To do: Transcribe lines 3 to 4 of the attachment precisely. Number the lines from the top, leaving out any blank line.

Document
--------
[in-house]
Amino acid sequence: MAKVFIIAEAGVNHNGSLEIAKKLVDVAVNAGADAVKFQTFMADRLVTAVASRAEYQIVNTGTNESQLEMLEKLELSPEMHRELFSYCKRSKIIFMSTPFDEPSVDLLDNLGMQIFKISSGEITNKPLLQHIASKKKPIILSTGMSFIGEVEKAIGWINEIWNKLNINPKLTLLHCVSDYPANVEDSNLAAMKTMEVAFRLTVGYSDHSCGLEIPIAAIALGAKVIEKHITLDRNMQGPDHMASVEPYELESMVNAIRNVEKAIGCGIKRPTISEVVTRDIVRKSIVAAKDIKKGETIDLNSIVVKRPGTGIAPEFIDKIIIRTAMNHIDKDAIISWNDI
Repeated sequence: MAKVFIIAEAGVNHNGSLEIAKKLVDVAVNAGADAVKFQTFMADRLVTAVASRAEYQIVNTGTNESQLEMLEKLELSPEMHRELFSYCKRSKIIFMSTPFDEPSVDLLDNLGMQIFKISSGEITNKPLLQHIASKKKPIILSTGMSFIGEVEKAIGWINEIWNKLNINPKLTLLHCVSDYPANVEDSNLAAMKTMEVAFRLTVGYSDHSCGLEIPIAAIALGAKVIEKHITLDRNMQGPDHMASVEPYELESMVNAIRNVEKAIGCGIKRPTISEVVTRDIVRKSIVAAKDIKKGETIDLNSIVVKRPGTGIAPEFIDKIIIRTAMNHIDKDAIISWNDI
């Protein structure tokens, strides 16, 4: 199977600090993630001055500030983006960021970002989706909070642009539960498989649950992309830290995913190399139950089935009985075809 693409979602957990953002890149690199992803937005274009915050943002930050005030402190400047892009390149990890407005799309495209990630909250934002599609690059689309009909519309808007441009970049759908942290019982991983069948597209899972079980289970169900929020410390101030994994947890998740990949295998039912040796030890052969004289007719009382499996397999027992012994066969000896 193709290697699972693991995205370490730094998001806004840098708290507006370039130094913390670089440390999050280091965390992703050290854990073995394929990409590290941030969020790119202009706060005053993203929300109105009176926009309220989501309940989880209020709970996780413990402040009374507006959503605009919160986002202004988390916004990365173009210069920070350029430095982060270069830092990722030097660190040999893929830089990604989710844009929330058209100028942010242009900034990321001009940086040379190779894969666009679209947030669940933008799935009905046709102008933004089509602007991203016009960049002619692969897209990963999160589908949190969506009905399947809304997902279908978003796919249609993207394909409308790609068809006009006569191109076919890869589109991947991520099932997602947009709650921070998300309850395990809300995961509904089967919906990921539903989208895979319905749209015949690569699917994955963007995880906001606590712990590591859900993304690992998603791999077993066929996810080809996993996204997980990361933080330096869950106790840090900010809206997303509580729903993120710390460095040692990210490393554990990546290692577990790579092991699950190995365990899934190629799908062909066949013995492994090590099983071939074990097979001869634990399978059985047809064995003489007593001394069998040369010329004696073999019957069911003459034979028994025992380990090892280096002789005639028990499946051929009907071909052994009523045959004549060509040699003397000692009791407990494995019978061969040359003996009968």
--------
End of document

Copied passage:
Repeated sequence: MAKVFIIAEAGVNHNGSLEIAKKLVDVAVNAGADAVKFQTFMADRLVTAVASRAEYQIVNTGTNESQLEMLEKLELSPEMHRELFSYCKRSKIIFMSTPFDEPSVDLLDNLGMQIFKISSGEITNKPLLQHIASKKKPIILSTGMSFIGEVEKAIGWINEIWNKLNINPKLTLLHCVSDYPANVEDSNLAAMKTMEVAFRLTVGYSDHSCGLEIPIAAIALGAKVIEKHITLDRNMQGPDHMASVEPYELESMVNAIRNVEKAIGCGIKRPTISEVVTRDIVRKSIVAAKDIKKGETIDLNSIVVKRPGTGIAPEFIDKIIIRTAMNHIDKDAIISWNDI
């Protein structure tokens, strides 16, 4: 199977600090993630001055500030983006960021970002989706909070642009539960498989649950992309830290995913190399139950089935009985075809 693409979602957990953002890149690199992803937005274009915050943002930050005030402190400047892009390149990890407005799309495209990630909250934002599609690059689309009909519309808007441009970049759908942290019982991983069948597209899972079980289970169900929020410390101030994994947890998740990949295998039912040796030890052969004289007719009382499996397999027992012994066969000896 193709290697699972693991995205370490730094998001806004840098708290507006370039130094913390670089440390999050280091965390992703050290854990073995394929990409590290941030969020790119202009706060005053993203929300109105009176926009309220989501309940989880209020709970996780413990402040009374507006959503605009919160986002202004988390916004990365173009210069920070350029430095982060270069830092990722030097660190040999893929830089990604989710844009929330058209100028942010242009900034990321001009940086040379190779894969666009679209947030669940933008799935009905046709102008933004089509602007991203016009960049002619692969897209990963999160589908949190969506009905399947809304997902279908978003796919249609993207394909409308790609068809006009006569191109076919890869589109991947991520099932997602947009709650921070998300309850395990809300995961509904089967919906990921539903989208895979319905749209015949690569699917994955963007995880906001606590712990590591859900993304690992998603791999077993066929996810080809996993996204997980990361933080330096869950106790840090900010809206997303509580729903993120710390460095040692990210490393554990990546290692577990790579092991699950190995365990899934190629799908062909066949013995492994090590099983071939074990097979001869634990399978059985047809064995003489007593001394069998040369010329004696073999019957069911003459034979028994025992380990090892280096002789005639028990499946051929009907071909052994009523045959004549060509040699003397000692009791407990494995019978061969040359003996009968």